I agree with the majority about putting Windows and programs on C and put your personal data on D, including documents, pictures, music, photos, etc. That way, if you C drive crashes, you don't lose all those personal files with it. By the way, speaking of partitions, I just learned a hard lesson about Windows 11. It puts a "recovery partition" on your boot drive, and if you delete that recovery partition, then your computer may refuse to boot. I ran into that problem with a laptop that I wanted to erase Windows 11 and re-install Windows 10. I ended up taking the computer to a repair shop where they reinstalled Windows 11 and told me it was because I deleted the recovery partition. Bob, if you have any insights about this, it would be greatly appreciated.

Posted by:

14 Jul 2022

I generally agree with you about partitioning your C drive.
The best solution to not losing your files when your windows system needs to be installed is to install another hard drive. Put the files you don't want to lose there and keep the C drive for windows and those programs that you can be reinstalled. Keep the extra hard drive for program/files that you don't want to lose. Hard drive are cheap!

Posted by:

14 Jul 2022

I agree with Bob. I run my Windows OS and all software on "C" and all data on "D" (separate drive). Not only do I back up as Bob has warned all of us but I also "clone" each drive. Only got hit once but recovery was a snap with the clones. All I need to then do is reformat and reclone.
With my removable drives and internet interrupter switch I just pop the "D" (data drive) before flipping the internet switch on and my personal data is unavailable to the world.

Posted by:

15 Jul 2022

Have always kept the O/S and programs on C:. When beginning, there is a drive with a BU of the O/S.
Next another drive D: is used for ALL Data unless some programs like NEO like to use C for storage of edited image files. I can live with that as other image program I use are on my D drive and it will be used for exported images from NEO whether .tiff or .jpg.
Next come the BU's. BU BU BU. One is in the tower and I prefer to have that as continuous so that no matter what is done to data it is placed in a BU immediately. Next are two external portable drives. One BU is done the last Sunday of the month and the other is done the first Tues of the month.
One BU is in the safe and one is off premises. Are there some mistakes? Sure but so far small. For some reason I lost from 4 different folders in the D drive and the 2 BU drives some images of collectibles. Fortunately, the items still exist and so a few minutes later all was well as I still use a camera also.
Just waiting now for info and pricing to be available as well as the products to build a new computer and one for my son. Well have built really by a competent computer tech as it is not a job I tackle. My son also is pretty good at figuring out the best product at the best time at the best price so it is a nice cooperative effort.

So far for 27 years it has worked but guess who is one of my guided for all that time -- the Tourbus!

TIA and the past.

Posted by:

15 Jul 2022

I agree with Bob, no point diving up your principal drive unless special circumstances apply -
1. I store all my data on an external drive which I transport from PC to laptop and back.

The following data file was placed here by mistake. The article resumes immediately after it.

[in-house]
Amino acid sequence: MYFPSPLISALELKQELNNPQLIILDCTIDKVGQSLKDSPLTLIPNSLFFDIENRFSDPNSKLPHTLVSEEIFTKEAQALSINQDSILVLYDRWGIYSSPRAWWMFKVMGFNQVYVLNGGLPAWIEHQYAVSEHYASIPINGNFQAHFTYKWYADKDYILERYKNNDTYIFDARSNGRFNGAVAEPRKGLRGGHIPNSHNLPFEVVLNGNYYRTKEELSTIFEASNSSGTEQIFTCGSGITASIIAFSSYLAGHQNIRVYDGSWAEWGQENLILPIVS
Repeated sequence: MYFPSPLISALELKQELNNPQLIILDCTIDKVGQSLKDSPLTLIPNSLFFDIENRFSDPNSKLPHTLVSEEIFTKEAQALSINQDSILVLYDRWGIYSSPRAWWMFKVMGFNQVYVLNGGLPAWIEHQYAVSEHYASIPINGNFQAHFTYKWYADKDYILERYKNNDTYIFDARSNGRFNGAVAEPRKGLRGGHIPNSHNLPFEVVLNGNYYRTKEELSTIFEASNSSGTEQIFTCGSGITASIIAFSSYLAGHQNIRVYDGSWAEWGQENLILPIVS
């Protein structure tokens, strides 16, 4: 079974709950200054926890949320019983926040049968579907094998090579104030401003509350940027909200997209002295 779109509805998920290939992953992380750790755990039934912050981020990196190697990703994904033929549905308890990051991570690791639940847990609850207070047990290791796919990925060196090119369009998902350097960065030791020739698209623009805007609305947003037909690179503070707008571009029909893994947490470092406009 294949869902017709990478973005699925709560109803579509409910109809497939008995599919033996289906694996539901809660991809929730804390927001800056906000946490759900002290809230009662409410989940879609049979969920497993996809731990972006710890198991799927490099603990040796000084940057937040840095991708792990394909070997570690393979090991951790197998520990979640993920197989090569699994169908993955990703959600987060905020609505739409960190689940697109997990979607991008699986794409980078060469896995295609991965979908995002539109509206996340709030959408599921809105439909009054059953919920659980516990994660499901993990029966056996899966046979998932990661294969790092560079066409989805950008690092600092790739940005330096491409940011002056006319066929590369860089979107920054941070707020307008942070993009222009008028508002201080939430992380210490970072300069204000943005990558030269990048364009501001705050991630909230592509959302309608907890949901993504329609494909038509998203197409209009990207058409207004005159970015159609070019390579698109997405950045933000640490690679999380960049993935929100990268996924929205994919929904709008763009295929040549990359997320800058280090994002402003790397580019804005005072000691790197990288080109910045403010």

2. I have another large external drive which I have partitioned into three, which I use for cloning my system drives from the PC, laptop and data storage drive. I use Farstone Driveclone which works very well for me.

Posted by:

Eli Marcus
15 Jul 2022

I haven't used Windows in many years... :-)
Most Linux installations automatically create a small boot partition and sometimes additional functional partitions, I just go with the default in most cases...
Regarding Windows, I definitely favor the C: drive for the Windows operating system and applications, and an additional partition or two for data and maybe backups - it really makes it easier to keep track of your data and to rescue the data when Windows goes wrong. For users that are not 100% with all of Windows temp and junk files, it is better not to have them mixed with your data partition, just for the sake of knowing what's what when you need to do a cleanup or recover data.
In institutional setups such as schools or offices, it is often necessary to keep the operating system partition locked so that users can't tamper with it, and that is another good use case for multiple partitions, which can save the IT department from many headaches...

Posted by:

16 Jul 2022

My system has a SSD (C: drive, used for all windows files) and a HDD (D: for my data files, F: for files, M: for music, P: for pictures and V: for videos). This makes finding anything fairly simple and backups simple to do

Posted by:

13 Aug 2022

The following is NOT a brag post.
I have learned a lot about hw/sw failure modes in Windows since Windows3.1. I have also learned to adapt to newer storage media techniques and technologies. I also learned a long ago that partitioning the same physical drive just complicates matters.
*I reserve "C:\" drive (250GB SSD) strictly for the OS and installation of applications (ignoring the recovery partition).
*I leave the "D:\" designation un-assigned; as it used to be the letter for CD-drives by default. *I assign "E:\" drive (less than 1TByte large SSD) as my primary personal "Dataz" drive.
*Drive "F:\" (500GB SSD) is reserved for "DLz" (downloads) mostly anything (programs, utilities, their updates,etc.) incoming from the network, as a 'holding-tank' or as a temporary 'quarantine' area.
*Drive "G:\" (4TB HDD) is "VidCamZ" storage for the 2 surveillance camera live recording footage (24/7 @4k resolution).
*Drive "H:\" (250GB SSD) is called "AppzDataZ" and does nothing but stores user generated data (and meta-data) for all of the programs installed in "C:\".
*Drives "Y:\" (4TB HDD @10k rpm) for "MusicZ" and "Z:\" (8TB HDD @7200 rpm) for MovieZ" are part of a NetworkAccessStorage (NAS) box, for Local/Web streaming of my audio/video collection.

That unassigned "D:\" drive-letter gets used when scheduled data back-ups, imaging and archiving are done using USB portable drives that are kept off-premises.
I have lost drives (HDD/SSD) due to years of usage and I have had to migrate to larger and larger drives over the decades but I am proud that I have NEVER lost any of my data... EVERRRRRRRRR!
It is NOT about Obsessive/Compulsive Disorder, it is all about preserving my data.